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TBS' Men at Work digs itself a manhole

Men at leisure in the new comedy Men at Work. TBS photo

Premiering: Thursday, May 24th at 9 p.m. (central) on TBS (with back-to-back episodes)
Starring: Danny Masterson, James Lesure, Michael Cassidy, Adam Busch
Produced by: Jamie Tarses, Julia Franz, Breckin Meyer

Ever been dumped and then found yourself blasted in a bar asking a woman you've just met, "Will you be my rebound ass?"

Such is the texture of TBS' Men at Work, the saga of four buds who'll drink Buds (if TBS can land a product placement deal) while plotting their next plans of attack. That's basically their work.

Thursday's premiere on the "Very Funny" network finds bearded Milo (Danny Masterson from That '70s Show) getting sacked by his girlfriend. He replays their breakup with friends Tyler (Michael Cassidy), Gibbs (James Lesure) and Neal (Adam Busch), whose advice of course is not very Dr. Phil-ian.

Gibbs proposes that "we take your single penis for a test drive."

"You need to have a meaningless sexual encounter with a drunken stranger," Tyler adds.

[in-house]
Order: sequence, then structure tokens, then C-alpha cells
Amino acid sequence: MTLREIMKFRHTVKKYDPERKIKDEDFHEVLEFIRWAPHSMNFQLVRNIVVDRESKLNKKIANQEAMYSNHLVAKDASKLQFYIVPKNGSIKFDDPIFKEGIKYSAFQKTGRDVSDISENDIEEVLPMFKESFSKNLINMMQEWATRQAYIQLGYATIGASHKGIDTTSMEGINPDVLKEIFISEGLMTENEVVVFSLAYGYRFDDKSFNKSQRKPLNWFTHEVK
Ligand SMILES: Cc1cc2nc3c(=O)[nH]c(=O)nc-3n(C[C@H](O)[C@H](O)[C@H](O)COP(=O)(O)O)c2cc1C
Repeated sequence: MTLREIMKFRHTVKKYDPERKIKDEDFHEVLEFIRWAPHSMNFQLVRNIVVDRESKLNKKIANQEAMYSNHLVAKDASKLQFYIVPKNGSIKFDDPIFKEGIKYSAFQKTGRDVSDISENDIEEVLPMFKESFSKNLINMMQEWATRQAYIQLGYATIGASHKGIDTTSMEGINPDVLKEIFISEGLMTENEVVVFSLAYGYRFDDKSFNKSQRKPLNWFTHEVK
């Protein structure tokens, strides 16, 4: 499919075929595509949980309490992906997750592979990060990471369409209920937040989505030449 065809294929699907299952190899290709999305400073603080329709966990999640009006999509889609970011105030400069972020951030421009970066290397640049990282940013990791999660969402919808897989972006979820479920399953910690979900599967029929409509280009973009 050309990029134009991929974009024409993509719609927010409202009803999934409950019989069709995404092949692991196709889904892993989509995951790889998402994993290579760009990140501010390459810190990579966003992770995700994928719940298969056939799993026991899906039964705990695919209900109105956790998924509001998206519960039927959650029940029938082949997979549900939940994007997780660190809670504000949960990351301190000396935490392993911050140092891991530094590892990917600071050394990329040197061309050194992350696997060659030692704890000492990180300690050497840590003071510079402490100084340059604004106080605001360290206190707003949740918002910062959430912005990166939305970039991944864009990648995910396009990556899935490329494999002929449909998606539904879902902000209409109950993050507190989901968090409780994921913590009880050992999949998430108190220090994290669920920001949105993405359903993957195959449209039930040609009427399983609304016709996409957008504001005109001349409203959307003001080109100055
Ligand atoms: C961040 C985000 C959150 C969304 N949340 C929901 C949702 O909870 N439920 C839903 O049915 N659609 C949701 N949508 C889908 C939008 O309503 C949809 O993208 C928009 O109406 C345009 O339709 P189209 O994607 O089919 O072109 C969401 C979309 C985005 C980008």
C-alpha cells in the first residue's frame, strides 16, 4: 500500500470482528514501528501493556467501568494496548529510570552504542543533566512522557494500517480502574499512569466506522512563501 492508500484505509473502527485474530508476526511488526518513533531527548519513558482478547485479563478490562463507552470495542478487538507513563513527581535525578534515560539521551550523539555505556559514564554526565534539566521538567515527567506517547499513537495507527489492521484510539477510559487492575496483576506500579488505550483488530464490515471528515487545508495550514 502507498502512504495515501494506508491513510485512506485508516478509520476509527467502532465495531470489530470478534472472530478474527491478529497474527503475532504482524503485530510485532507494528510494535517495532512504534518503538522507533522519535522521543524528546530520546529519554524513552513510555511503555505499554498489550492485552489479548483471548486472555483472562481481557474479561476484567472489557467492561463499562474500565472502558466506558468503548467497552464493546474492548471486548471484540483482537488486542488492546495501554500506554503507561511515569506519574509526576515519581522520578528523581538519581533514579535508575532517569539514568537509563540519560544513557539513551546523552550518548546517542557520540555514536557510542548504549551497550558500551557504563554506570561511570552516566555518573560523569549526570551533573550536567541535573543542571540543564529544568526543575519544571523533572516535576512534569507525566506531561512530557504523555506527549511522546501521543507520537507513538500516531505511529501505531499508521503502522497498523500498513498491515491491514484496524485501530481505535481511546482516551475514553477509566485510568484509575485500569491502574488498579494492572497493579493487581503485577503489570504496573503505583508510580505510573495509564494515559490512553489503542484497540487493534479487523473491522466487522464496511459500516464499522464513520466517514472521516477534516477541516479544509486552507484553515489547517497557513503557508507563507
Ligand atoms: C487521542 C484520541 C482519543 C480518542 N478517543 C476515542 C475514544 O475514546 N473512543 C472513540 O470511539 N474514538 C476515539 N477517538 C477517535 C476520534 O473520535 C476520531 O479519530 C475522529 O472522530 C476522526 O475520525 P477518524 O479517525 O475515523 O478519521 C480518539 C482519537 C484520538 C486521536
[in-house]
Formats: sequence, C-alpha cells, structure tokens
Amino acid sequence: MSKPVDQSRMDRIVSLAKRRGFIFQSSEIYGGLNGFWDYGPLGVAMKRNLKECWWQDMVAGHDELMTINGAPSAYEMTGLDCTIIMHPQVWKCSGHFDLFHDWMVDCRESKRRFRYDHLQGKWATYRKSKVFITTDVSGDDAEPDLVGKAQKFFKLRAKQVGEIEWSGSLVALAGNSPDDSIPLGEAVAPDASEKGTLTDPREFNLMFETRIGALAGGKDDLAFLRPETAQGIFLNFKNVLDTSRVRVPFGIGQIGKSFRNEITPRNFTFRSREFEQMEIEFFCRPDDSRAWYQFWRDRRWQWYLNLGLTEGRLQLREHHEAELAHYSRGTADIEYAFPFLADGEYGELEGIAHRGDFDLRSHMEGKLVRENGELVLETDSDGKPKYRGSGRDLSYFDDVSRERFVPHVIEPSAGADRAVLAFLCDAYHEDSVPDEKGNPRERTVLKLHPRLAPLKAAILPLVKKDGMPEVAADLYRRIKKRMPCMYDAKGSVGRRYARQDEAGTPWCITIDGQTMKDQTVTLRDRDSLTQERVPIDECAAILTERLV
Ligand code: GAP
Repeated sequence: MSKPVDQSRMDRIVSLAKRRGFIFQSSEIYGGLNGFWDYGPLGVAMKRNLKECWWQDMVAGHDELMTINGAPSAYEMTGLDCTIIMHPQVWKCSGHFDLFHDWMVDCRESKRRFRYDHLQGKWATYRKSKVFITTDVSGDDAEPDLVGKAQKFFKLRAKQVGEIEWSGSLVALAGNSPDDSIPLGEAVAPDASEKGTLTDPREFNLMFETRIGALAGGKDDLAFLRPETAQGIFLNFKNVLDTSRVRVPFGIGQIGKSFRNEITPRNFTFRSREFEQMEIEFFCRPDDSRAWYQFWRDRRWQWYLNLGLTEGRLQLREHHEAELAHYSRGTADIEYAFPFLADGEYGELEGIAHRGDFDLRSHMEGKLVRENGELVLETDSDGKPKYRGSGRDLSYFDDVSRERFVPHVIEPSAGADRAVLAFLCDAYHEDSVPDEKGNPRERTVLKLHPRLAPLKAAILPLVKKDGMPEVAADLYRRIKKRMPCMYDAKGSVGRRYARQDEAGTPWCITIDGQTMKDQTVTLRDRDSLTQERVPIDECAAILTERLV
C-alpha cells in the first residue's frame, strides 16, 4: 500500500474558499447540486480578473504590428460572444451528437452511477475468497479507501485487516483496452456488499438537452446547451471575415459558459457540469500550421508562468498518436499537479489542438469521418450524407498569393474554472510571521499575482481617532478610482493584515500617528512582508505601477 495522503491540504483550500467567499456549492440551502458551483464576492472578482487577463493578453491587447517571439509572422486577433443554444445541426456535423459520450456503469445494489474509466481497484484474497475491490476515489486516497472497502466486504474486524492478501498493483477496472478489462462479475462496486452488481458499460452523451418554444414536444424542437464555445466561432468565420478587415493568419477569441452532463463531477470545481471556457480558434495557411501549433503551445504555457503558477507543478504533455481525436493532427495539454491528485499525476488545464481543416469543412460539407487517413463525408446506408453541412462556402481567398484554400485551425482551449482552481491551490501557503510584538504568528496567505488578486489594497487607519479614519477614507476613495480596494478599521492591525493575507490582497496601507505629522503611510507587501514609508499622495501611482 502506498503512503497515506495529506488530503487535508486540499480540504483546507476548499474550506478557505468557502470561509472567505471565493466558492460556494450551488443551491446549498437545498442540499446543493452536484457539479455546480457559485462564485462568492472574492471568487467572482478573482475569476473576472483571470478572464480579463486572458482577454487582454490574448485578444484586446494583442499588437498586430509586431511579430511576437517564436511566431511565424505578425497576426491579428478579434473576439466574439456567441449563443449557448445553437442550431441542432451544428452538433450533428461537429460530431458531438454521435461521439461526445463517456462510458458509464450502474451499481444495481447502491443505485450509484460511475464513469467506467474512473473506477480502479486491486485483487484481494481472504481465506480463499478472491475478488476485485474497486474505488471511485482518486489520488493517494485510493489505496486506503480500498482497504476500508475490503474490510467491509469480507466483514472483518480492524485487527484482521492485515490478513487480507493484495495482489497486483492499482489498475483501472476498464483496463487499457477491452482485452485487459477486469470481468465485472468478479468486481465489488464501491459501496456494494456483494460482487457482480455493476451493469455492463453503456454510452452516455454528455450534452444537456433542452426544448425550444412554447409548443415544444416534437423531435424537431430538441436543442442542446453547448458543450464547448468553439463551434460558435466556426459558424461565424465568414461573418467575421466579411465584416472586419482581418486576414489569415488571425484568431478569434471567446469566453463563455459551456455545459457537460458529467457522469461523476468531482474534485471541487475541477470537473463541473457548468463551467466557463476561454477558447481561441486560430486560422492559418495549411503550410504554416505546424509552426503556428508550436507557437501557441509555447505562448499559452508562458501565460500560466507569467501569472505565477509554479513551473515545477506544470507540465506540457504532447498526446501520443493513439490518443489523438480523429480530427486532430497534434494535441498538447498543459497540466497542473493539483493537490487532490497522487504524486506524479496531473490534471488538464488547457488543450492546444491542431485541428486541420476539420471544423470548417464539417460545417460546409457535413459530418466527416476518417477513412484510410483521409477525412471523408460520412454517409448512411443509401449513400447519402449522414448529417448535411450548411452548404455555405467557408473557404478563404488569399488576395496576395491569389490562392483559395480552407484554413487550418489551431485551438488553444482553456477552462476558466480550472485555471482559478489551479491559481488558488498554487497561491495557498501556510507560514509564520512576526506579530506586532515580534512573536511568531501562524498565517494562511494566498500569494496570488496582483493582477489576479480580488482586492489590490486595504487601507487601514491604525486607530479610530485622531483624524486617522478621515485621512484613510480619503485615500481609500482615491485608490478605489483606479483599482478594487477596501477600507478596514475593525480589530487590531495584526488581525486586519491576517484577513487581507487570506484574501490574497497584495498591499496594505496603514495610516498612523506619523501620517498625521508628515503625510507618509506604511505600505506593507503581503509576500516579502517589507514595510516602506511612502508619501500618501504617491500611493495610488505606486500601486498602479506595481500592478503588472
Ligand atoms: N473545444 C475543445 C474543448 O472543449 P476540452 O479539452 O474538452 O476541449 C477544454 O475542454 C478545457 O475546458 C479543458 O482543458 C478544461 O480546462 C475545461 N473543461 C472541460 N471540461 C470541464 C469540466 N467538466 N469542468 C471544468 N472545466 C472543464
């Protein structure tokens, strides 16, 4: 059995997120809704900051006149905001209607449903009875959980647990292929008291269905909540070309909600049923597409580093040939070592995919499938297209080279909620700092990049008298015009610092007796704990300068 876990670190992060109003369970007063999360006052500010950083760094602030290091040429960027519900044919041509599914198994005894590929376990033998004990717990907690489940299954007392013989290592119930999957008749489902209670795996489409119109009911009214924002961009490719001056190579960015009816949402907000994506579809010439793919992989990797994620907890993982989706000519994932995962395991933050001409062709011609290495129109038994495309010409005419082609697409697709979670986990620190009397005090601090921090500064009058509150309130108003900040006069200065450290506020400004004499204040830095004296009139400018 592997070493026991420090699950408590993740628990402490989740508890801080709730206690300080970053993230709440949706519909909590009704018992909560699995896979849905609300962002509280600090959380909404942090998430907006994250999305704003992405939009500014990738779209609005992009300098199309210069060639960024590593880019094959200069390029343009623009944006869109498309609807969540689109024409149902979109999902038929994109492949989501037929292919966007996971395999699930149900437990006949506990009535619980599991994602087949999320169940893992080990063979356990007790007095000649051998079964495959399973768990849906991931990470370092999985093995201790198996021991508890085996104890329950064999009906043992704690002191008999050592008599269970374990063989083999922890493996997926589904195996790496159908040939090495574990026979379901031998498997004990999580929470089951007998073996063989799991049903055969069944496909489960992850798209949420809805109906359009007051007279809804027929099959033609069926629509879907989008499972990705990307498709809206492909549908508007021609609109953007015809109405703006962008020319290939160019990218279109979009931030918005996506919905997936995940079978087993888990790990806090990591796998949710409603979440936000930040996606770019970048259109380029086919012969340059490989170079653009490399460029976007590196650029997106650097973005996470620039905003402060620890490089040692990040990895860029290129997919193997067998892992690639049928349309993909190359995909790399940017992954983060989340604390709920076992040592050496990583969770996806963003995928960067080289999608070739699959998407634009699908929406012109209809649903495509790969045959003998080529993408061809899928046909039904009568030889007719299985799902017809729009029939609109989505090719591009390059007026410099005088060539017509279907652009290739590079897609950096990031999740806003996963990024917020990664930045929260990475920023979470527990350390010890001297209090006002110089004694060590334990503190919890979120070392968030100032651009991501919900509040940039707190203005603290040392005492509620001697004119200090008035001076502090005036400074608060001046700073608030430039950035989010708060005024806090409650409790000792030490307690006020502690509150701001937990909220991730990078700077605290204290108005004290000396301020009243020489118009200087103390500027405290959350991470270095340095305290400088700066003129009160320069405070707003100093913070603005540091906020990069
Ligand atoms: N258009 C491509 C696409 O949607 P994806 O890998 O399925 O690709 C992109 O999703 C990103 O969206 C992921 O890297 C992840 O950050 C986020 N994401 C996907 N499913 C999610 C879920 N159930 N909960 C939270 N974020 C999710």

Neal, the designated married nebbish, isn't much help. His wife lately wants sex every night after they had settled into what for him was a comfortable routine of programmatic quickies follow by The Daily Show. Now she wants him to talk dirty, too. The poor guy's really up against it.

Affixed with a knee-jerk laugh track, Men at Work labors from start to finish, whether it's Gibbs' effortless conquests or Milo's long faces. While he flails about, Gibbs nails Tyler's buxom European cleaning lady, triggering a dialogue between the two friends that sets a sitcom record for use of "bang/banged/banging" before Milo finally intercedes.

Men at Work has received heavy promotion during sister network TNT's presentation of NBA playoff games. That's the intended target audience -- NBA athletes and the young males who watch them. Even though two of the show's executive producers are women, including former ABC entertainment president Jamie Tarses.

Tarses, also a producer of TBS' My Boys, was once witnessed at an ABC All-Star party having a little make-out session with Ryan Reynolds, the then up-and-coming co-star of the network's Two Guys, A Girl and a Pizza Place. Her approach toward guys in the years since is to portray them as lunkheads with little grasp of the social graces. Although Gibbs does have a certain sense of propriety, bellowing at a bar, "Trust me. You do not want to have sex with a horse!"

You might not want to have a TV relationship with these guys either. They're just not much fun on any level.

GRADE: C-minus